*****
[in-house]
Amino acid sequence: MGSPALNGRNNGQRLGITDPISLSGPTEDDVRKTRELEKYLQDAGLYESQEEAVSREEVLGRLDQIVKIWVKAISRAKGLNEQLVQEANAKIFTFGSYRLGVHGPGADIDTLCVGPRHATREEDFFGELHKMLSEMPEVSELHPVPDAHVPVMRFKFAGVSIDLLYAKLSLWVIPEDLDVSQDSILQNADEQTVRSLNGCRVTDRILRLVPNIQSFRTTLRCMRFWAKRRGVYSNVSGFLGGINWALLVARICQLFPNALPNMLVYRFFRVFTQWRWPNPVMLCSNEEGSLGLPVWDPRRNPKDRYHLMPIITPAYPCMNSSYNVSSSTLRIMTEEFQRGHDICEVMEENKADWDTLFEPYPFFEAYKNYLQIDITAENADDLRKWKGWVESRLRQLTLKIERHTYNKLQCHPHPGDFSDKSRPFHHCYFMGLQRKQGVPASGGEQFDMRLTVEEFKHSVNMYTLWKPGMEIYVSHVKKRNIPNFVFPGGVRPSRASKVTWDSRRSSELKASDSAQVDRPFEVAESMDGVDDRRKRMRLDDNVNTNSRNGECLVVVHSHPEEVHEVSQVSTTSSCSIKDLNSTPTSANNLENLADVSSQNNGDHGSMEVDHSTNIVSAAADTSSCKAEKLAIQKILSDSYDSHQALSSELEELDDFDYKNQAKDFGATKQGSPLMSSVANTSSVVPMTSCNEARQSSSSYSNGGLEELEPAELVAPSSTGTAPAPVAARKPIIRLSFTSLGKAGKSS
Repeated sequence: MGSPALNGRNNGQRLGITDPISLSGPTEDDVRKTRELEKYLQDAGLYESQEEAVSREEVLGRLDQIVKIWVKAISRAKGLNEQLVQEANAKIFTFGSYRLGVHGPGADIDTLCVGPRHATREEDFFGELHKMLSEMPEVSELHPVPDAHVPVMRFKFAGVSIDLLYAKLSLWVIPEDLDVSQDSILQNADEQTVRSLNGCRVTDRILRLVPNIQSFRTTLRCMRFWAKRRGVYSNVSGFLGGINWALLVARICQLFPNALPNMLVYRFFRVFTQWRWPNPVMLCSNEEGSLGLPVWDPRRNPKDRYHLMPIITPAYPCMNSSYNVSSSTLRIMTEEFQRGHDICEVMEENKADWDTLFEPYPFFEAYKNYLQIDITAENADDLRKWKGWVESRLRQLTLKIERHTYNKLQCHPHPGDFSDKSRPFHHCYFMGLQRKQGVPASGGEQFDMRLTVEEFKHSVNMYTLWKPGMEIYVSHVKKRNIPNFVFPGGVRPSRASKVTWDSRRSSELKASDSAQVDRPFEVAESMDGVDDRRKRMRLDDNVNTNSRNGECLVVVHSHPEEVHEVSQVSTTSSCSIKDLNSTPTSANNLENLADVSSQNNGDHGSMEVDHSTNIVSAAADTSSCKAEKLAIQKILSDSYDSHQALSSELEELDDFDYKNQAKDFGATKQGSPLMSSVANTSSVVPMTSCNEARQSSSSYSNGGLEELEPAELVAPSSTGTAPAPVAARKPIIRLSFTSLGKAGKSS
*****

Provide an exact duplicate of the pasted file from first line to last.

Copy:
[in-house]
Amino acid sequence: MGSPALNGRNNGQRLGITDPISLSGPTEDDVRKTRELEKYLQDAGLYESQEEAVSREEVLGRLDQIVKIWVKAISRAKGLNEQLVQEANAKIFTFGSYRLGVHGPGADIDTLCVGPRHATREEDFFGELHKMLSEMPEVSELHPVPDAHVPVMRFKFAGVSIDLLYAKLSLWVIPEDLDVSQDSILQNADEQTVRSLNGCRVTDRILRLVPNIQSFRTTLRCMRFWAKRRGVYSNVSGFLGGINWALLVARICQLFPNALPNMLVYRFFRVFTQWRWPNPVMLCSNEEGSLGLPVWDPRRNPKDRYHLMPIITPAYPCMNSSYNVSSSTLRIMTEEFQRGHDICEVMEENKADWDTLFEPYPFFEAYKNYLQIDITAENADDLRKWKGWVESRLRQLTLKIERHTYNKLQCHPHPGDFSDKSRPFHHCYFMGLQRKQGVPASGGEQFDMRLTVEEFKHSVNMYTLWKPGMEIYVSHVKKRNIPNFVFPGGVRPSRASKVTWDSRRSSELKASDSAQVDRPFEVAESMDGVDDRRKRMRLDDNVNTNSRNGECLVVVHSHPEEVHEVSQVSTTSSCSIKDLNSTPTSANNLENLADVSSQNNGDHGSMEVDHSTNIVSAAADTSSCKAEKLAIQKILSDSYDSHQALSSELEELDDFDYKNQAKDFGATKQGSPLMSSVANTSSVVPMTSCNEARQSSSSYSNGGLEELEPAELVAPSSTGTAPAPVAARKPIIRLSFTSLGKAGKSS
Repeated sequence: MGSPALNGRNNGQRLGITDPISLSGPTEDDVRKTRELEKYLQDAGLYESQEEAVSREEVLGRLDQIVKIWVKAISRAKGLNEQLVQEANAKIFTFGSYRLGVHGPGADIDTLCVGPRHATREEDFFGELHKMLSEMPEVSELHPVPDAHVPVMRFKFAGVSIDLLYAKLSLWVIPEDLDVSQDSILQNADEQTVRSLNGCRVTDRILRLVPNIQSFRTTLRCMRFWAKRRGVYSNVSGFLGGINWALLVARICQLFPNALPNMLVYRFFRVFTQWRWPNPVMLCSNEEGSLGLPVWDPRRNPKDRYHLMPIITPAYPCMNSSYNVSSSTLRIMTEEFQRGHDICEVMEENKADWDTLFEPYPFFEAYKNYLQIDITAENADDLRKWKGWVESRLRQLTLKIERHTYNKLQCHPHPGDFSDKSRPFHHCYFMGLQRKQGVPASGGEQFDMRLTVEEFKHSVNMYTLWKPGMEIYVSHVKKRNIPNFVFPGGVRPSRASKVTWDSRRSSELKASDSAQVDRPFEVAESMDGVDDRRKRMRLDDNVNTNSRNGECLVVVHSHPEEVHEVSQVSTTSSCSIKDLNSTPTSANNLENLADVSSQNNGDHGSMEVDHSTNIVSAAADTSSCKAEKLAIQKILSDSYDSHQALSSELEELDDFDYKNQAKDFGATKQGSPLMSSVANTSSVVPMTSCNEARQSSSSYSNGGLEELEPAELVAPSSTGTAPAPVAARKPIIRLSFTSLGKAGKSS